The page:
What made you decide horror would be your genre of choice?

Well really, horror chose me. I read in most genres, always have done, yet when I come to write, even when I’m aiming for ‘non-horror’ my brain always twists the story into something more horrific. I’ve decided to just go with it now.

From where do you pull your horror inspiration?

I love old school horror. Bram Stoker style vampires and George Romero style zombies, I also love silly horror like ‘The Little Shop of Horrors’ I would say that’s where my style stems from. Rotting zombies and inappropriate humour, mixed with lead characters that you won’t instantly love.

What is one horror stereotype you absolutely despise? What is one you love?

I don’t like any stereotypes. I think a good story and a good writer, writes how they feel without taking it apart. The same goes for reading. If I dislike a book, I won’t take the story apart and list the reasons it didn’t work for me.

BUT, If I had to say something that irritates me, I would say this. Writers that seem to have a little tick box of things that ‘should’ go into a good horror book.

It’s almost like they’ve looked at all the popular books and taken notes. ‘Hmm, this story had a dog, I’ll use a dog to’‘Inappropriate humour? Check’we need a little romance, perhaps with an army dude, yep, that’ll work’

And the thing is, you can see it as clear as day! Just write the story from your head. Don’t worry about lists, and sales, at least not yet. Just write it how it needs to be told. That’s the only thing you should be concerning yourself with. The voice of your characters.

What scares you? 

Hahaha! So much scares me. Heights – but I’d love to do a sky-dive one day, getting lost (seriously), ants, spiders or generally anything with a lot of legs!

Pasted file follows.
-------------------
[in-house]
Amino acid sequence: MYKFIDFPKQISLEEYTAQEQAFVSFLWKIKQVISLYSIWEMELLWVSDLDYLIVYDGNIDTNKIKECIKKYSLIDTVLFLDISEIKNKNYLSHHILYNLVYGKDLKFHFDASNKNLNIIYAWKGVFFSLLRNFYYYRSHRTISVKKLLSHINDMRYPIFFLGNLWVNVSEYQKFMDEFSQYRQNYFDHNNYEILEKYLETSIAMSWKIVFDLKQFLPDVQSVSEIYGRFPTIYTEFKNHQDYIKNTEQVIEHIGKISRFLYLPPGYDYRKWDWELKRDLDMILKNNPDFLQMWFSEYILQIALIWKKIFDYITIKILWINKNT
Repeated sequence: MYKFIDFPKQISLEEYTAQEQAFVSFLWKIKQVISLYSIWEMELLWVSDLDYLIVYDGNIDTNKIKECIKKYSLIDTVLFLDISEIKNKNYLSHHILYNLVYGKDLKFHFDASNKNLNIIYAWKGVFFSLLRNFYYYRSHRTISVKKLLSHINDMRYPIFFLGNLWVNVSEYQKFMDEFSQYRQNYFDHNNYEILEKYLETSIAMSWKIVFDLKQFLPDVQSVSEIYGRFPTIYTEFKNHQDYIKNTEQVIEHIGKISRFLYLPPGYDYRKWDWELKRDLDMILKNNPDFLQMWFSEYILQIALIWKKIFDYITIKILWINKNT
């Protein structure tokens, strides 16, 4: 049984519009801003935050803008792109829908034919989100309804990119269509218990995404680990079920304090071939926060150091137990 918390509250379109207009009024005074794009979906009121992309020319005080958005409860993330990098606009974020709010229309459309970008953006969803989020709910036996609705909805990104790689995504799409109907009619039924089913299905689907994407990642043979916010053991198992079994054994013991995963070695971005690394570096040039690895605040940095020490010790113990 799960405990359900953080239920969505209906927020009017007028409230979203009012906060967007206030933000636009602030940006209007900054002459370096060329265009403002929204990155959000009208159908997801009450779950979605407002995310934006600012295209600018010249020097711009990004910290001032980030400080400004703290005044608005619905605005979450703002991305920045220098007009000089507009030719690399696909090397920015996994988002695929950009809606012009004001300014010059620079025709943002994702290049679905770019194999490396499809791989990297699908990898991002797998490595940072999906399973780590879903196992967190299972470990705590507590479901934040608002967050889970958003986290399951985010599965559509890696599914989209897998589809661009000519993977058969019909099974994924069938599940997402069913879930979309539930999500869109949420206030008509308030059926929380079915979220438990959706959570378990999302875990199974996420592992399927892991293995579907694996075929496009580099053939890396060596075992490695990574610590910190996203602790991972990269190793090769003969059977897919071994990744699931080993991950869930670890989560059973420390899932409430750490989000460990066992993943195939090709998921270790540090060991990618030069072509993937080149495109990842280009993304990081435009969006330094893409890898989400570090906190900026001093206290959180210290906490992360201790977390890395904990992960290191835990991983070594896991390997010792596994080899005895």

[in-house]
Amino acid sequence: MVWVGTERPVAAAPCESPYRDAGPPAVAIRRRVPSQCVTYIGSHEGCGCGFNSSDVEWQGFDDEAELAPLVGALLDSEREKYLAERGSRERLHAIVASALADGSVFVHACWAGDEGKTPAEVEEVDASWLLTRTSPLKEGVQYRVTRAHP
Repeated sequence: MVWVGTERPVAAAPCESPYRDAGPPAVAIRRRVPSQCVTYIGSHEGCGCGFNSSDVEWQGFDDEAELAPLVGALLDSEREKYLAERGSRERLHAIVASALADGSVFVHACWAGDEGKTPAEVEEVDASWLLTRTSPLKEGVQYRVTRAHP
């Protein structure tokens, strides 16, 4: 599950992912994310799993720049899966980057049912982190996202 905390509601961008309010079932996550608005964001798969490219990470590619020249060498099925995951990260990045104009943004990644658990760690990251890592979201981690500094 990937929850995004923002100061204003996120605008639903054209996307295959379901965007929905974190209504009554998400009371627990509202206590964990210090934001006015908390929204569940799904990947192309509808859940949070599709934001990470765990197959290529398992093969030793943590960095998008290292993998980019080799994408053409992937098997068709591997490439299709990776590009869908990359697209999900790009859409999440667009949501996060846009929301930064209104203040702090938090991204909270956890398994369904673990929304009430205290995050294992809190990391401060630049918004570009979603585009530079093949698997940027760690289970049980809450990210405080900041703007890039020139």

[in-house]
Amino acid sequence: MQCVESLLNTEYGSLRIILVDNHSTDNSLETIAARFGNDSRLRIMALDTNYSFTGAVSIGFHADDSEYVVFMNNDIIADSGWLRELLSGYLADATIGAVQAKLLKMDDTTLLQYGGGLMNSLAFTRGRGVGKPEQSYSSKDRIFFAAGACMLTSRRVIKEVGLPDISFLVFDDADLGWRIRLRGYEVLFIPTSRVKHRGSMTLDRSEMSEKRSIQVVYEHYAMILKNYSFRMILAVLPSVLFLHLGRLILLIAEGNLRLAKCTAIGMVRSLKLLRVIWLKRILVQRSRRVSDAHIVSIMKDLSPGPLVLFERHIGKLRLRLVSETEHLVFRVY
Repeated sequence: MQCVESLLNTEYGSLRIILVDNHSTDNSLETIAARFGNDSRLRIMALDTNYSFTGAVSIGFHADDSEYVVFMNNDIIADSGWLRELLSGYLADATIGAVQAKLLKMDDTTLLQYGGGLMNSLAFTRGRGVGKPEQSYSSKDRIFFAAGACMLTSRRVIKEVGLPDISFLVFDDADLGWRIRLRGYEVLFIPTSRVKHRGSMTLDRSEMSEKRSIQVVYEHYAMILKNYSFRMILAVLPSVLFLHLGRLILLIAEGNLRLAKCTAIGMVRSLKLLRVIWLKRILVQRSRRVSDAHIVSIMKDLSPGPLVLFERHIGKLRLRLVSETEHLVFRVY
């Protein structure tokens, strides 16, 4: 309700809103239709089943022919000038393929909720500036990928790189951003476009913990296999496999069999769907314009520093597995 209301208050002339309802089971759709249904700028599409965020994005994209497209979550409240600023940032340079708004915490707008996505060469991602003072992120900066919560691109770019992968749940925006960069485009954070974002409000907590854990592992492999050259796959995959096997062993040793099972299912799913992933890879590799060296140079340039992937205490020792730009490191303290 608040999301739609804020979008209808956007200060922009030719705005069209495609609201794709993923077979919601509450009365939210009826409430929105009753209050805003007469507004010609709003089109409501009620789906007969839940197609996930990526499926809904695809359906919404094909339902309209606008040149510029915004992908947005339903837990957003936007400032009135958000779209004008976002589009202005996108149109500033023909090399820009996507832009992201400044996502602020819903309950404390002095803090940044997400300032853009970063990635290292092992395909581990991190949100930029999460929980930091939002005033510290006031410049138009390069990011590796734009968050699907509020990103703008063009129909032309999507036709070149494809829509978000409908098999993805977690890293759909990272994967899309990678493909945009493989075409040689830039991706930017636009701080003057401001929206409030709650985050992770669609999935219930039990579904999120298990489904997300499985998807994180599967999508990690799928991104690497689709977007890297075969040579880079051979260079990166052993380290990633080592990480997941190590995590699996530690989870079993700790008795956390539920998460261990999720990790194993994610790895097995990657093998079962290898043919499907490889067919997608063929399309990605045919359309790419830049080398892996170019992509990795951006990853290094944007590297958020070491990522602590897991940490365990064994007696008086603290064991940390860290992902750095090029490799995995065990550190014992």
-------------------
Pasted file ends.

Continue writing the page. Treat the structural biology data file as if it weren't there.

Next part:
WHO SHE IS

Claire C. RileyClaire C Riley is a Best Selling British Horror Author, whose work includes: Odium The Dead Saga, Limerence (The Obsession Series) and several other full length novels including  Thicker Than Blood co-authored with USA Today Best Selling author Madeline Sheehan. She writes dark twisty words, is a lover of epic romances, and an eater of cake! She writes characters that are realistic and kills them without mercy.  She lives in the UK with her three young daughters, husband, and scruffy dog.

https://www.facebook.com/ClaireCRileyAuthor

http://www.clairecriley.com


THE STATE OF HORROR SERIES

Edited by Jerry E. Benns
From Charon Coin Press

Claire is featured in State of Horror: Illinois.

State of Horror: Illinois State of Horror: New Jersey State of Horror: North Carolina
State of Horror: Illinois State of Horror: New Jersey State of Horror North Carolina
Amazon
Barnes & Noble
Kobo
CCP Store
Amazon
Barnes & Noble
Kobo
CCP Store
Amazon
Barnes & Noble
Kobo
CCP Store

A Bloody Valentine: Eric Dean

Published February 14, 2015 by administrator

Oh, what a treat this is! One of the State of Horror authors must really like me, because he answered my questions AND gave me a short story to post, all for nothing! I feel so loved!

INTERVIEW WITH ERIC DEAN

It’s Valentine’s Day. What’s your take on the “Most Romantic Day of the Year”?

To me, Valentine’s day is 2/3 crap. If you’re single, it’s a painful reminder. If you’re in a long term relationship, it’s one more day you’re forced to spend money because society said so. If you’re in a new, exciting relationship, then yeah, it’s one more exciting excuse to get buzzed and make love, as if you NEED an excuse. For those people, in those circumstances, it’s great. For everyone else, it sucks.

What made you decide horror would be your genre of choice?

Fate. I originally wanted to be a fantasy and sci-fi writer, but it turns out I’m much better at horror.

From where do you pull your horror inspiration?

Usually, my dreams. I dream often and vividly, and I’ll usually take the most interesting kernels from my dreams (or nightmares) and expand them into stories.

What is one horror stereotype you absolutely despise? What is one you love? 

I absolutely hate the dark and mysterious tough guy who is always prepared and never afraid (a la Batman). I absolutely LOVE the opposite – the average Joe or Jane who may not be adequately equipped for the situation at hand, but through blind courage and dumb luck manages to pull through (Billy from Gremlins).